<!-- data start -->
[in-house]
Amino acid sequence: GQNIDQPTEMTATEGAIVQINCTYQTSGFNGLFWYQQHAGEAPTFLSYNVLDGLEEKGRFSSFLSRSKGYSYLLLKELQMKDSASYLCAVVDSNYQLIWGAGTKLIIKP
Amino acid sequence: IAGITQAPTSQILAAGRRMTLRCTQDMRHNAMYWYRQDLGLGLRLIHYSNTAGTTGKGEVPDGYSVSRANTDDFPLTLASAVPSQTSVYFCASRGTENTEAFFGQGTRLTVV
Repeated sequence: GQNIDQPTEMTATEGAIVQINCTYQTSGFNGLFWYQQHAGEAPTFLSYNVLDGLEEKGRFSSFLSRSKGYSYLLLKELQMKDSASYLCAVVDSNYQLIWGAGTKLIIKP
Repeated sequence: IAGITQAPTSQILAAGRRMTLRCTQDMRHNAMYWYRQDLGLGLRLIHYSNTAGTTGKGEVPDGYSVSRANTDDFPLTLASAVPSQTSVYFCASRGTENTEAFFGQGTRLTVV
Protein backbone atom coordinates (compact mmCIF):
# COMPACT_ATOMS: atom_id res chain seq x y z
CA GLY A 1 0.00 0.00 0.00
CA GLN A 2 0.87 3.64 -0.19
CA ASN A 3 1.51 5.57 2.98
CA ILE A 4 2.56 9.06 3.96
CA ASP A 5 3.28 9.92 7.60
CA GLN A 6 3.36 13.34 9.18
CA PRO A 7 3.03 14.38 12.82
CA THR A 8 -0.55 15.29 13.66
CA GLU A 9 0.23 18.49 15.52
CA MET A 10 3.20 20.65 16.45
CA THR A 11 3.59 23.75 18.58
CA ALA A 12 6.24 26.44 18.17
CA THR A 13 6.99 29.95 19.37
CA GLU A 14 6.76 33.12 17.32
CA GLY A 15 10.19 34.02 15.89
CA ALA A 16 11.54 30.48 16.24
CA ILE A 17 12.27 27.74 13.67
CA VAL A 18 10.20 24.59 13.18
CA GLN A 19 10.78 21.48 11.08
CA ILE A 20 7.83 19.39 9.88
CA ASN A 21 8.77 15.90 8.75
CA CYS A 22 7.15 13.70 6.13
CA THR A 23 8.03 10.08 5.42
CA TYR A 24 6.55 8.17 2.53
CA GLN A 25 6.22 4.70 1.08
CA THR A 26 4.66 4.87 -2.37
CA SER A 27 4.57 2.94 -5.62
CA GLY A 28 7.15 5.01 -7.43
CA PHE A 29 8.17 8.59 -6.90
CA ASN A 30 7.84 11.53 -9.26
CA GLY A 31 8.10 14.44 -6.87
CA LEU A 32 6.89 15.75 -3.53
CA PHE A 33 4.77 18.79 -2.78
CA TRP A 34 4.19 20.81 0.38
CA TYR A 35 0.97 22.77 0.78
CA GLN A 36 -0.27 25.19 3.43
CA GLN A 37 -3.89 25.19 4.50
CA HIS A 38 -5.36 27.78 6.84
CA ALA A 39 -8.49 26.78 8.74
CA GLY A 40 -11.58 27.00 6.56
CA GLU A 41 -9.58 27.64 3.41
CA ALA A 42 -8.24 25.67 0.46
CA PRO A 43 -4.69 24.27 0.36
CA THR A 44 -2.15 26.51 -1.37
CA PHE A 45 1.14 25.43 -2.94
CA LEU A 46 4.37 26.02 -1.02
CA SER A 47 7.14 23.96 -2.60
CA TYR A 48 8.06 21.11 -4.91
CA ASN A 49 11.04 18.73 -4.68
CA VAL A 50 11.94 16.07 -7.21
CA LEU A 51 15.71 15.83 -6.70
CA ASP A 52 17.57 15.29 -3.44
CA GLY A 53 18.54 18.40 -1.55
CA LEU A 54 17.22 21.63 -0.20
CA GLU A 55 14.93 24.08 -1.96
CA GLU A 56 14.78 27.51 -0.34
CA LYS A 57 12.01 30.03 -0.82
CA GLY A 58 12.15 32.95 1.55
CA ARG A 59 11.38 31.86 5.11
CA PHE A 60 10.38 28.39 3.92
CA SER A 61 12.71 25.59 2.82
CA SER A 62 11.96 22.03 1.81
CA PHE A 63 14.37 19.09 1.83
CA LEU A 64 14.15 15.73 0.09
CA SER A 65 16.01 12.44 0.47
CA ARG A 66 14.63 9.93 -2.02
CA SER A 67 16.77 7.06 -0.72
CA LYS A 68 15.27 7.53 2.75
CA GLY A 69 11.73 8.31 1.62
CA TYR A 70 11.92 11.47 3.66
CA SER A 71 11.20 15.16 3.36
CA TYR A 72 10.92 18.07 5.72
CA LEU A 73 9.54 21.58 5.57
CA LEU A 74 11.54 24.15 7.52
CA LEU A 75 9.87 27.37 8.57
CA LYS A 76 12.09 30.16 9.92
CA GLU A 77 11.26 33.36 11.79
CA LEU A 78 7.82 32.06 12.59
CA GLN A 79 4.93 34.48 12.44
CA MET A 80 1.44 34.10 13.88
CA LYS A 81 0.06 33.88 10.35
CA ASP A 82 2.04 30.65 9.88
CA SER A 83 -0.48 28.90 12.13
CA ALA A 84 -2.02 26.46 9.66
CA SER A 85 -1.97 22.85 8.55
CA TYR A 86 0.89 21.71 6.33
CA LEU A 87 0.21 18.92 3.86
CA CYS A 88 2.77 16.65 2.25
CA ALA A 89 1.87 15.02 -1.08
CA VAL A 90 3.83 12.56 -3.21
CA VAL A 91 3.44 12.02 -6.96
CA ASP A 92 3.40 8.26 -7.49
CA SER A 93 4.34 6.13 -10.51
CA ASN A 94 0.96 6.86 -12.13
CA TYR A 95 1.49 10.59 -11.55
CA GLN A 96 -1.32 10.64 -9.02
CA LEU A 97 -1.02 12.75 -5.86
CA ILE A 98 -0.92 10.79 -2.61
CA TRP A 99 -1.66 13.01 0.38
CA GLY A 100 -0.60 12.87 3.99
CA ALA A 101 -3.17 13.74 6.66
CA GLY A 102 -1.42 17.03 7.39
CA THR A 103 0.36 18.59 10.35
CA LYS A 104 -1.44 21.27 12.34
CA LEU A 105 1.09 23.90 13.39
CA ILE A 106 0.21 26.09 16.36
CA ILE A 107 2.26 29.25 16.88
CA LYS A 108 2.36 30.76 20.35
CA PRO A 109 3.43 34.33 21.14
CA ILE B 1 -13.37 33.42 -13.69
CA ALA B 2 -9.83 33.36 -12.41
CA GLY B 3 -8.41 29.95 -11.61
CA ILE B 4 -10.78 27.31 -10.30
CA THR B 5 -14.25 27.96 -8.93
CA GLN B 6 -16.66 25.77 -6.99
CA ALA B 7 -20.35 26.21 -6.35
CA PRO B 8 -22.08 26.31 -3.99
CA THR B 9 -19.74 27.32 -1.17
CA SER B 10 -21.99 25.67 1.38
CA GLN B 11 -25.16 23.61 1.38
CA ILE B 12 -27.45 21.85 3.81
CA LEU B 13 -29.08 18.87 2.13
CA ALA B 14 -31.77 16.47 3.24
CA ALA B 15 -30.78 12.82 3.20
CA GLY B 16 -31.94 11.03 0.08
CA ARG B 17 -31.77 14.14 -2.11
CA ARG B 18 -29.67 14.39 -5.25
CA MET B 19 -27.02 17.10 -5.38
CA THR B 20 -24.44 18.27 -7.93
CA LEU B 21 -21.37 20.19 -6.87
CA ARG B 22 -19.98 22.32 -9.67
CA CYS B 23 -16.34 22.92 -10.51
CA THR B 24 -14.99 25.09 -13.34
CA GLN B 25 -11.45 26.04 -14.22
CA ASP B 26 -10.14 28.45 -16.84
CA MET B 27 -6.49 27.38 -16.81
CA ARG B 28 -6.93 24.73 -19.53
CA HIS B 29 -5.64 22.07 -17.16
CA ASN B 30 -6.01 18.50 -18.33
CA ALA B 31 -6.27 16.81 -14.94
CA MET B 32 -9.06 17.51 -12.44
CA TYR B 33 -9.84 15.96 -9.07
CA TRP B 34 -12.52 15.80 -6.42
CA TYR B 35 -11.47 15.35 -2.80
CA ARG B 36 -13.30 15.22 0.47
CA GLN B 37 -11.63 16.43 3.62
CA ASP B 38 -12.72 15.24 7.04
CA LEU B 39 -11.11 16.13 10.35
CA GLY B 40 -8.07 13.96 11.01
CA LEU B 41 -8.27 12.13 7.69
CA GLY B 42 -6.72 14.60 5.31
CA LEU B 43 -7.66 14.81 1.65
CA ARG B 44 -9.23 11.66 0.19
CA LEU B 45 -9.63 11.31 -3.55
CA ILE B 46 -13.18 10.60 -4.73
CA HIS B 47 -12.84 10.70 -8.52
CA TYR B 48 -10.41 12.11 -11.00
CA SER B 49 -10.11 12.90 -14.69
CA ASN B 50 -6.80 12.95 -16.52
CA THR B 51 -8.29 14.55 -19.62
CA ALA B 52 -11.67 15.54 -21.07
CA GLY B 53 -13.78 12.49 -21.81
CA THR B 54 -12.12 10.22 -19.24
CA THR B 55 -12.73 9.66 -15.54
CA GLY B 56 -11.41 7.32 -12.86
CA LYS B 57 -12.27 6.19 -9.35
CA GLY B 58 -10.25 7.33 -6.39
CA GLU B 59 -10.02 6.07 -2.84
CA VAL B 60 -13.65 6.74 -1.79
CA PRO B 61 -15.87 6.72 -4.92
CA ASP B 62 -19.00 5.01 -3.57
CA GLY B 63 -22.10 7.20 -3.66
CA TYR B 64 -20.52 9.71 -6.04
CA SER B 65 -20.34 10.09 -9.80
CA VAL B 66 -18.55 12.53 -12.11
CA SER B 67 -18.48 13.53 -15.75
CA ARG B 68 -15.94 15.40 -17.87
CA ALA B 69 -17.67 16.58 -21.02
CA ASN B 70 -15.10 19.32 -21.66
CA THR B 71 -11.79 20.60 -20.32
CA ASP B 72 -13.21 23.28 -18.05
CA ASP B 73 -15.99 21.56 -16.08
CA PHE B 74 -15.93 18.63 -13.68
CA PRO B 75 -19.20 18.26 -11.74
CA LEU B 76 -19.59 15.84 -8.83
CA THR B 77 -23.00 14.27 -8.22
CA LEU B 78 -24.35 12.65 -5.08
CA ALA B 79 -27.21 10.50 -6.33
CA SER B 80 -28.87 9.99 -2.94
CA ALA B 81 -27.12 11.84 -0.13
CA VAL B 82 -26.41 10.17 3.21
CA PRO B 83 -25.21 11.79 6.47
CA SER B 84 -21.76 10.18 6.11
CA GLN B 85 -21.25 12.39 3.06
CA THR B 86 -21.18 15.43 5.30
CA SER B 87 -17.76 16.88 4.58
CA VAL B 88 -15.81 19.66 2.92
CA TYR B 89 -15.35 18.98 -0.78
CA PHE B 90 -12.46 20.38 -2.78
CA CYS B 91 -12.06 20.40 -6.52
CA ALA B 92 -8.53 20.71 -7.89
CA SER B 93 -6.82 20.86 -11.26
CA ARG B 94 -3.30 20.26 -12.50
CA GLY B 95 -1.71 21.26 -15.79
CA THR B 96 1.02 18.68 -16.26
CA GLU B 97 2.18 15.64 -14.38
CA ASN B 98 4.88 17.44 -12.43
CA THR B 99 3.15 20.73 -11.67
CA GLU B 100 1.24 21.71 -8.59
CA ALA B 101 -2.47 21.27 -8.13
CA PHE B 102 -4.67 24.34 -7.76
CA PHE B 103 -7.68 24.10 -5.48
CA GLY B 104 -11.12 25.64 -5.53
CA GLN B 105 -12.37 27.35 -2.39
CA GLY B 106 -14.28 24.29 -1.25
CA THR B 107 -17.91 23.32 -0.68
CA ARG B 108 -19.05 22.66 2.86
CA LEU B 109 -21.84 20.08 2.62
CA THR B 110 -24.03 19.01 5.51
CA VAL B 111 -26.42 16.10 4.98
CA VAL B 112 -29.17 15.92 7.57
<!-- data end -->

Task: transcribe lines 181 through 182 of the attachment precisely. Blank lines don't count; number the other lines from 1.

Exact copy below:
CA SER B 65 -20.34 10.09 -9.80
CA VAL B 66 -18.55 12.53 -12.11